Friday, July 10, 2009

Book Report: Snowflakes and Schnapps

Check it out peoples! Flaky flaky flaky puff pastry, woo-hoo!

A short time ago my Dad surprised me with a copy of Snowflakes and Schnapps, an absolutely gorgeous new cookbook from Jane Lawson. Thank-you to Dad! The book is Winter-themed, and features recipes from the cold-climate countries of Europe - Germany, Austria, Russia, Scandinavia and so on. Right up my alley!

Snowflakes and Schnapps is stunningly presented, from the white patterned cover, to the cute embossed snowflakes dotted throughout the pages, to the gorgeous photographs. They are heavily styled - linens, candles, coloured glasses and fake snow abound - but this is pleasing, rather than pretentious. My style hero Colin Cowie would no doubt approve. Cookware addicts such as myself will enjoy spotting the different products - the Chilewich placemat, the Bodum double-wall thermo glasses, the Essential Ingredient teardrop bowls, to name a few. But most importantly, the food looks seriously delicious and inviting. On my first flick through, I bookmarked at least 15 recipes as "must try soon".

A couple of shots from inside the book - gorgeous! Coffee and Walnut Potika with Coffee Glaze, and Bacon Rösti with Poached Eggs and Thyme Hollandaise

The chapters are arranged, surprisingly, not by region or type of food, but by the vibe. We have Baby It's Cold Outside (small bites, soups, hot drinks); Warmed to the Core (breakfasts, slow-cooked recipes); Diamonds and Fur (luxurious and glamorous dishes - think blini and caviar); and Dreaming of a White Christmas (explanation not necessary). I love the commitment to the concept.

My only criticism of the book is that apart from a brief introduction to each of the chapters, Snowflakes offers very little in the way of explanation or text. This can make the book feel, for want of a better word, cold. Whilst many recipes are easily recognisable, like cherry strudel and beer-cooked bratwurst, some recipes seem to be Lawson's modern interpretation of cold-climate deliciousness - for instance the pannettone, chocolate and marshmallow melts. I would have loved to read what her inspiration for this recipe was, as well as explanations of the many unfamiliar recipes, like the Karelian open pies (rye pastry filled with a risotto-type mixture), the garlicky pelmeni dumplings or the poppy seed and walnut potica with coffee glaze. Imagine, at a dinner party, being asked, "Ooh, where are these pelmeni from?" And answering, "I dunno, Europe somewhere?" Hehe. Well, I've got Google.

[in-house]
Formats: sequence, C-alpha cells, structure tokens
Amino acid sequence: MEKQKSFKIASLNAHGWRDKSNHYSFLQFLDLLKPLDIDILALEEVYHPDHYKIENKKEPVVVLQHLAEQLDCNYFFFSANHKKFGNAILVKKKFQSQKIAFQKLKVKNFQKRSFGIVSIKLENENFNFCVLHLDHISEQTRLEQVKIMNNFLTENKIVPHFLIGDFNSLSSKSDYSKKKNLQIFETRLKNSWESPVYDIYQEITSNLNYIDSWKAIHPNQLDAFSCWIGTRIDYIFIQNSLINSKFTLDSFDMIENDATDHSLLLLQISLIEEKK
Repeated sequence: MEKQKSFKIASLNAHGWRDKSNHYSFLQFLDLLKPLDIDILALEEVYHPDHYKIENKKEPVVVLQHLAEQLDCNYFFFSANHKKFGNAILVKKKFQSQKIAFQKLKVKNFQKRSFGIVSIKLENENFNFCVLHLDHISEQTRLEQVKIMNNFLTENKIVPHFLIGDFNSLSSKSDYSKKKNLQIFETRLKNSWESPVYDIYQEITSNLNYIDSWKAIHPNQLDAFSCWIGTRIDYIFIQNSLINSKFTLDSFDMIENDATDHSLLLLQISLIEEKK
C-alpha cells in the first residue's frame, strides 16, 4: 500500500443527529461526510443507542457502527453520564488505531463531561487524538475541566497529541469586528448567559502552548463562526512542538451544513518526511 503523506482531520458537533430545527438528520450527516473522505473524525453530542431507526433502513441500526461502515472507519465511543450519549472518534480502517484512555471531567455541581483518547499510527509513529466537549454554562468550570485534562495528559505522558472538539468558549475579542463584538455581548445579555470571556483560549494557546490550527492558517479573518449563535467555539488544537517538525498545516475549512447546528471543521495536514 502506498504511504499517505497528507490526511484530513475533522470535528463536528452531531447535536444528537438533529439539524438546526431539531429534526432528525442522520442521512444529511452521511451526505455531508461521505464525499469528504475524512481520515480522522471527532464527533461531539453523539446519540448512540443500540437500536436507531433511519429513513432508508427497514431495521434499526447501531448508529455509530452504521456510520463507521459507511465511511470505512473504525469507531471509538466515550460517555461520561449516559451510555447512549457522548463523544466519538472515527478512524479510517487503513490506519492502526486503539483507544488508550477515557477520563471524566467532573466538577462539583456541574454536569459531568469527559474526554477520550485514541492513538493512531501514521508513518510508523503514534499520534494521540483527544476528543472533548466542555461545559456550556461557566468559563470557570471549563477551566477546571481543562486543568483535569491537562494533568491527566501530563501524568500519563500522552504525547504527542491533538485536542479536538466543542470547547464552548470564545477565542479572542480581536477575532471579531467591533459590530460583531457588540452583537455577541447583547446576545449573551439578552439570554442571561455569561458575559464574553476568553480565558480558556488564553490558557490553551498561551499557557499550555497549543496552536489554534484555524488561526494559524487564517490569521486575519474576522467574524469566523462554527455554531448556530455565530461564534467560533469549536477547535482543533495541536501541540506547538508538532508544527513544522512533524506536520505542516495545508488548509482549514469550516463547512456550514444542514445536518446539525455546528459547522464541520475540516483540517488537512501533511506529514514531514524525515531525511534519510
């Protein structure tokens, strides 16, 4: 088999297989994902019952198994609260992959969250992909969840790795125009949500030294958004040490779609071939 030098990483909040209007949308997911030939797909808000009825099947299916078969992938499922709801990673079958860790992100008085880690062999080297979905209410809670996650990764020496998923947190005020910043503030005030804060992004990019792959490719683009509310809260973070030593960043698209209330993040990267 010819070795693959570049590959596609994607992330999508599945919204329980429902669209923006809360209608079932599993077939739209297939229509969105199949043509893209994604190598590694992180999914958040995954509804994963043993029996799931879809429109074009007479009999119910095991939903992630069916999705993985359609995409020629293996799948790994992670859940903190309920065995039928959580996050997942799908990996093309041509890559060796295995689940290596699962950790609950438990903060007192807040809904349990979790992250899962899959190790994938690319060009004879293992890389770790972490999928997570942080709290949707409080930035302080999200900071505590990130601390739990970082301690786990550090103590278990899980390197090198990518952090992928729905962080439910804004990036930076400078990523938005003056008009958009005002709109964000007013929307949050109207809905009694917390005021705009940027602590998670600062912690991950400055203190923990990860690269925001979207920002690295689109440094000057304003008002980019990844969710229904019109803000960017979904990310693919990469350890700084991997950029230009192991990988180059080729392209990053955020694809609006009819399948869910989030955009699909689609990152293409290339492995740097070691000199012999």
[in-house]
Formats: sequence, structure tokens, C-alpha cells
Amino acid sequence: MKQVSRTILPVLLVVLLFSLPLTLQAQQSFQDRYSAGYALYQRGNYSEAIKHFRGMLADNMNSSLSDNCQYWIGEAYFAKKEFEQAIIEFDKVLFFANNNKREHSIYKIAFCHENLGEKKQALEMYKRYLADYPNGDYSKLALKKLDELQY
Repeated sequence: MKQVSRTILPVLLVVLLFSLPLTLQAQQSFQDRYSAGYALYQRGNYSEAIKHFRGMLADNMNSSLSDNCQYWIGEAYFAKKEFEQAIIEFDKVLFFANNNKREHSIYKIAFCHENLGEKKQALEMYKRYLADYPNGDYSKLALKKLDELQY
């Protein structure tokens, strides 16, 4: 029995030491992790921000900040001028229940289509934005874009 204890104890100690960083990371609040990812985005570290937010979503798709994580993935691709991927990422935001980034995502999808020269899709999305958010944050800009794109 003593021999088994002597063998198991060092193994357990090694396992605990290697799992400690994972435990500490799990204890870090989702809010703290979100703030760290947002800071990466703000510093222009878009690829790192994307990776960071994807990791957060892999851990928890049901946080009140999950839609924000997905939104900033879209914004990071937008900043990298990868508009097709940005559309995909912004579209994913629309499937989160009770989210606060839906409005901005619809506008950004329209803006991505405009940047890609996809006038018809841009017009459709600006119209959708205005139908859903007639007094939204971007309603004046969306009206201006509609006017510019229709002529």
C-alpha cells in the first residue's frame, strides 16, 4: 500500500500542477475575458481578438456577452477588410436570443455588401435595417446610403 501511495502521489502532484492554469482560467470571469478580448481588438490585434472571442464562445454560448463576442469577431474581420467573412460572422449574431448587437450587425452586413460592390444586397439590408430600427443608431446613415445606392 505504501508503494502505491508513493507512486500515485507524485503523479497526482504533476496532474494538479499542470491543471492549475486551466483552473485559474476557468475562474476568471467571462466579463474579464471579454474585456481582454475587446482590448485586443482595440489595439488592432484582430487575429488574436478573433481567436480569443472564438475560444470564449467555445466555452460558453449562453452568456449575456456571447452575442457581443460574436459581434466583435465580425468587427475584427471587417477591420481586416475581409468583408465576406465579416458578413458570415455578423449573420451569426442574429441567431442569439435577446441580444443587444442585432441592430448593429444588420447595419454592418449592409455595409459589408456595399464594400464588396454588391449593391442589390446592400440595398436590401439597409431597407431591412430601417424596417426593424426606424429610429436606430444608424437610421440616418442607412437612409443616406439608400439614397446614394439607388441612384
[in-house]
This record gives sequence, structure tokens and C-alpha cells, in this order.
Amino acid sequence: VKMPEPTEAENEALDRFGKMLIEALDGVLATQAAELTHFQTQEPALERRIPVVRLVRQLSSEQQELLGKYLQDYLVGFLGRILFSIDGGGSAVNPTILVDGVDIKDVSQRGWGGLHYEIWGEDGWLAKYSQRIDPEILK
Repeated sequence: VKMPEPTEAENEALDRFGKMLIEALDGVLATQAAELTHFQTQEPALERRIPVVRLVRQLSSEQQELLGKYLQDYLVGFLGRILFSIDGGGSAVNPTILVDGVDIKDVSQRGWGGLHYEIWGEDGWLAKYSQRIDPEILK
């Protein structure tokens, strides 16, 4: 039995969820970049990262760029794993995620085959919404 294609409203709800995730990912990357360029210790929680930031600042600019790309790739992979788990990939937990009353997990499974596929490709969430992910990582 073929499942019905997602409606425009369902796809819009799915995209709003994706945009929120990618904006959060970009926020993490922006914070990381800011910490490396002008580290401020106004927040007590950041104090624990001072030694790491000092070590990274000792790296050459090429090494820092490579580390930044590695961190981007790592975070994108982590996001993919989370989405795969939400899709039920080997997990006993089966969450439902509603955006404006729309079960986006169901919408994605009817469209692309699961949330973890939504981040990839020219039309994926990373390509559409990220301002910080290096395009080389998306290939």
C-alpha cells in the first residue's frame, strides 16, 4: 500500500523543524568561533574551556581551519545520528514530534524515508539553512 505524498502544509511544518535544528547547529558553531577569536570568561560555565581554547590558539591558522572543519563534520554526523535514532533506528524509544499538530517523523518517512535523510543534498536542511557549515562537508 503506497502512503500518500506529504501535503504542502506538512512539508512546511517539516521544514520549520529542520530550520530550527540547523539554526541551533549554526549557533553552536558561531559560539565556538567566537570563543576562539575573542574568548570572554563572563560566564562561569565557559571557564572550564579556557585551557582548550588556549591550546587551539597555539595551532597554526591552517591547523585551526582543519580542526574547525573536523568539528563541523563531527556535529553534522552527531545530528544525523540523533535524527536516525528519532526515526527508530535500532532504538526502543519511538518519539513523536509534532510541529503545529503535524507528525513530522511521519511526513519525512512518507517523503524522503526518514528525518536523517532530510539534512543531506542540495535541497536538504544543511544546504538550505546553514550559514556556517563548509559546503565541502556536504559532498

Now, the first recipe I tried was veal cutlets with wheat beer sauce and winter vegetable strudel. Ya-huh, how good does that sound?? It was a special dinner for the whole family, where we all - OMG - actually had an evening to sit down and eat together. Yay!

Puff pastry, covered in goat's cheese, some finely sliced winter veggies and herbs...

...rolled up like a strudel and brushed with butter. It was a bit too big for my tray, but never mind.

While it's baking, you fry the chops and make the sauce - simmering wheat beer (I used Redback - yum!) with honey, stock, sage and raisins. It becomes a kinda sweet-and-sour caramelised syrup.

I was nervous that the pastry would collapse, or that the strudel wouldn't cook through, but luckily there were no crises, and it came out flaky and golden. Use a sharp serrated knife to slice it though, or you'll just mush it up.

And - here we go... dinner!

I actually used pork chops instead of veal chops, because the pork chops at the market (free range Otway, thank-you-very-much) just looked beautiful. And they were only $2 a kilo more than the conventional pork chops. Win win! You'll see that the fat on the side of the chop kinda crisped up a little in the pan, but I didn't get attractive crackling on the side. Maybe a blast under the grill would help?

This was an absolutely wonderful meal, well balanced in flavours and textures. It was quite a bit of work, especially for a Wednesday evening, but y'all know you don't have to make your own puff pastry. I just happened to have it on hand. And I felt more than a little beam of pride as we placed it all on the kitchen table. I can't wait to try more recipes from Snowflakes and Schnapps.

3 comments:

Esz said...

that looks sooo good!

Its a shame you dont get any explanations in the book - especially one that is as themed as this one.

Laura @ Hungry and Frozen said...

Beautiful pastry! That strudel sounds like a genius plan.

This book sounds gorgeous, but I do like it when books have a nice explanation around a recipe. Maybe Nigella has spoiled me in this respect...

arista said...

Another one who likes a little bit of 'chat' from the author - otherwise you almost might as well be cooking from an AWW cookbook or something. Looks like a great dinner!